Some recoil from pine-scented cleaning power
Todd Haynes
Julianne Moore, Peter Friedman, Xander Berkeley, Susan Norman
The Setup: 
Woman becomes allergic to everything.

I had seen this movie a few years ago and really liked it, so I was eager to watch it again at some point and get it up on this site. At that time I was going to gather a themed collection of horror movies that aren’t really horror movies, but that idea fell away and now I can’t remember what any of the other movies in it might have been.

We open with these credits as we see the driver’s POV of a car moving through a subdivision at night. This is the San Fernando Valley of 1987. Then we see Julianne Moore as Carol, getting fucked by her husband. She is clearly not interested, but she’s good, the way she goes through the motions of periodically rubbing his back and giving him a little kiss after he’s done. She goes to aerobics class, and afterward her friends observe that she doesn’t sweat.

Carol is expecting a new couch to be delivered. She comes home to receive a call from her mother [Carol: “He’s fine. She’s fine. They’re fine. I will. I will, mother.”], then turns to see that the couch has come, and it’s black. It’s black and she ordered teal! This is the start of all Carol’s problems, and this time, it hit all too close to home for me: I’M expecting a couch to be delivered in a few days! Would mine, too, prove to be an ominous omen of lingering ill reproach?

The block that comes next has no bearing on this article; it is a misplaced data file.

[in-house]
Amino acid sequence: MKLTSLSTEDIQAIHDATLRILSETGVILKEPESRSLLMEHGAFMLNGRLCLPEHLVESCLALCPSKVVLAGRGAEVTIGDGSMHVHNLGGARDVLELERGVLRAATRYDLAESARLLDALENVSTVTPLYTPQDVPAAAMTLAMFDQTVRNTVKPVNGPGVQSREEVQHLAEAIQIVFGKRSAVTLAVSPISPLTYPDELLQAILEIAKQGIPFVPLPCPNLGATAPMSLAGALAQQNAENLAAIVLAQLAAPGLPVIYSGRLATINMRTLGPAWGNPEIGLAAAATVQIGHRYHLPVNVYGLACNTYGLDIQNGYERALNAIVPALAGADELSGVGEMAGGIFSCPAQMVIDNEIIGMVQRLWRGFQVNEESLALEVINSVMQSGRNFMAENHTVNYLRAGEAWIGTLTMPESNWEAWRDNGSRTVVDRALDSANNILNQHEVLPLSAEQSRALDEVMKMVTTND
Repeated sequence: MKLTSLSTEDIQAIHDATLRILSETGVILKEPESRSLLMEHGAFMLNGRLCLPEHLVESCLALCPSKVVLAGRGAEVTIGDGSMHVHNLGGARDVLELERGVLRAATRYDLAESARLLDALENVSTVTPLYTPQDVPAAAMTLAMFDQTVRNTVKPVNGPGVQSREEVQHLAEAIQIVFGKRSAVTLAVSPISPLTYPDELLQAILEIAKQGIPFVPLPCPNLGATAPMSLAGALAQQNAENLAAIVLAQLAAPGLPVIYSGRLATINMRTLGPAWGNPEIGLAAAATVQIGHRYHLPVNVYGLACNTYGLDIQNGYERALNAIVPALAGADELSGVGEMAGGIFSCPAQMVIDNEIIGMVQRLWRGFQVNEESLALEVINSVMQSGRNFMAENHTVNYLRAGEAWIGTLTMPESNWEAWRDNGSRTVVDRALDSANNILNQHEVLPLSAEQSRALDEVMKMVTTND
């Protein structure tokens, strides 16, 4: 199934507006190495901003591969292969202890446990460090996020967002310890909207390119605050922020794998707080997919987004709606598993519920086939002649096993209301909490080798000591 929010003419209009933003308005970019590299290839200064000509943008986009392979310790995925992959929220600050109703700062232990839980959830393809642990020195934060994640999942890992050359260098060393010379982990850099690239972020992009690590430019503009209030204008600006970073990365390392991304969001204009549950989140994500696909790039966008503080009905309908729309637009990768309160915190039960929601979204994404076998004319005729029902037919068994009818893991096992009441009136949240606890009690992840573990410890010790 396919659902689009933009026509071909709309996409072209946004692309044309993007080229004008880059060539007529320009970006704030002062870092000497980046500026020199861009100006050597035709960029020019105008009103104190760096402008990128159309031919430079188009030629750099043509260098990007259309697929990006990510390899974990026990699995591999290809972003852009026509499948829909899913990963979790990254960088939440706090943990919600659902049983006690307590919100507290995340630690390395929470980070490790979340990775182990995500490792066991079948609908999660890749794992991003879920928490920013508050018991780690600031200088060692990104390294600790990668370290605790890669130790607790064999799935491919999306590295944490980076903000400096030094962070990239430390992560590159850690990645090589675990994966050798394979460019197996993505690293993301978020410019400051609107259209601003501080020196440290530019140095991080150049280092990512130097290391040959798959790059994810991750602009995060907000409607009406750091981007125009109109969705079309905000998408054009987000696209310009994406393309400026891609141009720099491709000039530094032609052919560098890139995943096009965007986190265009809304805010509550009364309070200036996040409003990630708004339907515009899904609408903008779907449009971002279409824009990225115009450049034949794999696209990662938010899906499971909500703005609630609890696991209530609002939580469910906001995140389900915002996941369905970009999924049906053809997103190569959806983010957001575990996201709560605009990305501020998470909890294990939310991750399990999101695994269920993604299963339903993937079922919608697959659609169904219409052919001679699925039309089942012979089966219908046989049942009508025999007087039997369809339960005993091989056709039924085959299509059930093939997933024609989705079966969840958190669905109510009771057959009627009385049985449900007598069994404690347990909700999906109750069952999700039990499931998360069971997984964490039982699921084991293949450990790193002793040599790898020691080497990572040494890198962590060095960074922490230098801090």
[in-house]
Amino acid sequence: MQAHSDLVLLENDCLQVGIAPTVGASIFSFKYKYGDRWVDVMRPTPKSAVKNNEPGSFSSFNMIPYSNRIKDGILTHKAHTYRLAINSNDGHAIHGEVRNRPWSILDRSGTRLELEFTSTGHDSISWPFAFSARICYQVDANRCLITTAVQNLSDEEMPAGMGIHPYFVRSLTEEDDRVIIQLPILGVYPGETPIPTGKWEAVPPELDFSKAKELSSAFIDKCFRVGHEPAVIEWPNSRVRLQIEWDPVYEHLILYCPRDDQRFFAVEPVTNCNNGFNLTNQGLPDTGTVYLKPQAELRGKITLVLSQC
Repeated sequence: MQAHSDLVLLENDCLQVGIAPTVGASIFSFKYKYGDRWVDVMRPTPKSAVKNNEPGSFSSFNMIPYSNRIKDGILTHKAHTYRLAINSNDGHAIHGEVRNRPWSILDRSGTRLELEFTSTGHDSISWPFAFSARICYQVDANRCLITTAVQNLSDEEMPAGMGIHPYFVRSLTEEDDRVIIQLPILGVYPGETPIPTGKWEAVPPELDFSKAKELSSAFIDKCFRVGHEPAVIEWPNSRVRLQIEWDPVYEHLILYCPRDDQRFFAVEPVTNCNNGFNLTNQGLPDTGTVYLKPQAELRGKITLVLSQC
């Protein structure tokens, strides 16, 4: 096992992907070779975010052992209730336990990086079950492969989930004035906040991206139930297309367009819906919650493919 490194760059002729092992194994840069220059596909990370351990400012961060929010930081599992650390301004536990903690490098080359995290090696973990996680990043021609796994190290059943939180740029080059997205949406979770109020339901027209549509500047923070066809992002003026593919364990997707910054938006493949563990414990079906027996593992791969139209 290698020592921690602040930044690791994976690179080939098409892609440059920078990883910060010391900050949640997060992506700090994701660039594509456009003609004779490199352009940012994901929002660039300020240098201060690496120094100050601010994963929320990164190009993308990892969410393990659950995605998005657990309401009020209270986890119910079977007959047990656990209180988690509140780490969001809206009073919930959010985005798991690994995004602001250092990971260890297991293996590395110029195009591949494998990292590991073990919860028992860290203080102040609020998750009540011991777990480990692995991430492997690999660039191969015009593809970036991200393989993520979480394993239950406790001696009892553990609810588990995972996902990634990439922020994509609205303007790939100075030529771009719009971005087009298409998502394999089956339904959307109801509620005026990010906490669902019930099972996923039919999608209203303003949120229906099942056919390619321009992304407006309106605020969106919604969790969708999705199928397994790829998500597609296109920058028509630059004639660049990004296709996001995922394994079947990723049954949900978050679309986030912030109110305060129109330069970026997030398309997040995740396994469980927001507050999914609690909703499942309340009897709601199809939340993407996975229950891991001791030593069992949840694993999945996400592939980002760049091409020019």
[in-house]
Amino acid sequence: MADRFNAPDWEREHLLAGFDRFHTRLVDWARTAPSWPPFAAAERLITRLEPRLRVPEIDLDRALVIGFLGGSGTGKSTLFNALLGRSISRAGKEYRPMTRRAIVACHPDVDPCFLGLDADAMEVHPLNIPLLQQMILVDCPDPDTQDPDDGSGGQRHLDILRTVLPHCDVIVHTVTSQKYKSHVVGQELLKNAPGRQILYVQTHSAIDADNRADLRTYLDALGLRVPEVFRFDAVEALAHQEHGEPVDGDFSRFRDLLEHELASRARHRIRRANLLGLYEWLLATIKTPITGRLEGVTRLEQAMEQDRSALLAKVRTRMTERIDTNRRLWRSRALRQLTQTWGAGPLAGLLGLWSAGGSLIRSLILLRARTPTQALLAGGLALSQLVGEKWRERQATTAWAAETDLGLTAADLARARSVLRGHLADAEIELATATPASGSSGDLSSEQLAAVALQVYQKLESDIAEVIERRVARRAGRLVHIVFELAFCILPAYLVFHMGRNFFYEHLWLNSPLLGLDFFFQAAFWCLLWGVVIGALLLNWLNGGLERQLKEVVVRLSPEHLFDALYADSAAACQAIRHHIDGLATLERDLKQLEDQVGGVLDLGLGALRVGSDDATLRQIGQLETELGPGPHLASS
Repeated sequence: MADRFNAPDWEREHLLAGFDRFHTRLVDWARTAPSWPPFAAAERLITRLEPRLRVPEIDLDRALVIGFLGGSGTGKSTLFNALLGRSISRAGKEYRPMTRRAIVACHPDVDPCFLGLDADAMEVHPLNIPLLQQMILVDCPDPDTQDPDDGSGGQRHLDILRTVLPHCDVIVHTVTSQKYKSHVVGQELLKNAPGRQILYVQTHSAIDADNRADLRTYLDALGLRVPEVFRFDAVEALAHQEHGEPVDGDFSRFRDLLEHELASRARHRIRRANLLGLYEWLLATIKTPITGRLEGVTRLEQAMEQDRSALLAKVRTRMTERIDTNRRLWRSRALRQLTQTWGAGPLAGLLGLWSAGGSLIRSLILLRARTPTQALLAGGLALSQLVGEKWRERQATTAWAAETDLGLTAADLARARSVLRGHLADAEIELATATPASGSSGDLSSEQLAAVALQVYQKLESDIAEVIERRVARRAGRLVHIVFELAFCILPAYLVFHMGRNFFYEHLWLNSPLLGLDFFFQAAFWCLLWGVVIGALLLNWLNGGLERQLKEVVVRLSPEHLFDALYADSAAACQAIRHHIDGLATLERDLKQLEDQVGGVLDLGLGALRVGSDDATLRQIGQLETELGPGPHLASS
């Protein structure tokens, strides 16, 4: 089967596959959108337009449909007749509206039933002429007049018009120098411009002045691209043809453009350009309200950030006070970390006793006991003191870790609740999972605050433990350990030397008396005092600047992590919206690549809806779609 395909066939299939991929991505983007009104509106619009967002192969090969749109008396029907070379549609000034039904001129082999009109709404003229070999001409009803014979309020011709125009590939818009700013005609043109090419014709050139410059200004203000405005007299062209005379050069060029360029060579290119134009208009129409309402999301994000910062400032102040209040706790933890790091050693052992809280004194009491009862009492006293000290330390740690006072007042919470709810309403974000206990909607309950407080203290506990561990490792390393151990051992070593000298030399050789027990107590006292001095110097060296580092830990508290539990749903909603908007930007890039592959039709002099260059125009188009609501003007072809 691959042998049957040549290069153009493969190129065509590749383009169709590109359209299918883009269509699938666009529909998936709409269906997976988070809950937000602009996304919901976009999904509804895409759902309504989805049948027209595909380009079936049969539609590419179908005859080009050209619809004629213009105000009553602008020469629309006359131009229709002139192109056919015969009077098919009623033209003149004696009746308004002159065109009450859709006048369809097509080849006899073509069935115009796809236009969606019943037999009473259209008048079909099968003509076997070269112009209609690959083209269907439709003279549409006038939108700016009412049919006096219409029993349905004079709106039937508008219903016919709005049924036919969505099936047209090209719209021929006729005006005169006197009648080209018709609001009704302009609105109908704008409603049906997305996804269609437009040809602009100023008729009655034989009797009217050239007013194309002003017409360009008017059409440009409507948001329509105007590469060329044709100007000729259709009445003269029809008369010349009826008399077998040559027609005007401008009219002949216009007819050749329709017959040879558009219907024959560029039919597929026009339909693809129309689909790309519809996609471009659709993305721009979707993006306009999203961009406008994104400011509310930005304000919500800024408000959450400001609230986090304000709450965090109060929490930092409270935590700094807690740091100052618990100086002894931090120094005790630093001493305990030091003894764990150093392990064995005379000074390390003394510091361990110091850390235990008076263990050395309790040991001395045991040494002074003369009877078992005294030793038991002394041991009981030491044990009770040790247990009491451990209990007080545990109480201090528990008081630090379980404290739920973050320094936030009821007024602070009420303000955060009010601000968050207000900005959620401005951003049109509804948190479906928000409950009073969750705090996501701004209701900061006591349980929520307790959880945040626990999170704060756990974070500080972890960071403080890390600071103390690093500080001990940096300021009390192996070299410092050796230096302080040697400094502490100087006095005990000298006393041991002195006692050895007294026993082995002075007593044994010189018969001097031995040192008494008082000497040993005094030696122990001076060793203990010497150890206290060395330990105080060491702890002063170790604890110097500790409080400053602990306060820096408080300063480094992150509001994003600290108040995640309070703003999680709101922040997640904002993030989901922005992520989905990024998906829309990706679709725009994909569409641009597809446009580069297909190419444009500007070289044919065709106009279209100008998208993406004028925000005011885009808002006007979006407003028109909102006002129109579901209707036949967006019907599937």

By this time you will have noticed that there is always some sort of TV or radio on in the background. Carol’s discovery of the couch is hilariously set to “Turn Your Love Around,” and we hear many other examples of the banal media that surrounds us. Her maids gossip in Spanish and ignore Carol’s calls. Carol returns to the store and is informed that the order states she wanted black. “Well that’s impossible,” she says, “because it doesn’t go with anything we have.” Afterward, she is driving behind a truck that does not seem to be meeting state and federal emissions regulations. She starts coughing uncontrollably, and pulls into a parking garage, driving through the anonymous space as she hacks and wheezes. It’s creepy and scary.

We cut from a line of cars on the freeway to a shot of the planet Earth—I love thematically obvious stuff like this. Then her son reads his school report at dinner, about street gangs, with special emphasis on murders, shootings, stabbings, dismemberment…. Then Carol gets a perm—and a nosebleed. Around this time one has begun to notice the large amount of shots set near windows with cars passing by outside. Her husband finds that Carol no longer wants to have sex. He holds her—and she pukes!

One day she finds a flyer in the supermarket saying “Are you allergic to the 20th century?” which informs her about people who are environmentally sensitive. She goes to her doctor, but he can’t find anything wrong with her. She has another attack at a baby or wedding shower, and tells her husband that she’s become allergic to all the chemicals that pervade our environment. “So you think you’ve been sick because of… bug spray?” he asks.

It goes on. Eventually Carol builds a 'safe' room in her house, and soon after takes off for Rainwood, this retreat for chemically-sensitive people, where she meets a featured patient played by Jessica Harper of Suspiria and Phantom of the Paradise. She also meets guru Peter, who one patient says is environmentally sensitive AND has AIDS, so "his perspective is incredibly vast." Depending on your point of view, she either finds understanding at last or goes completely off the deep end.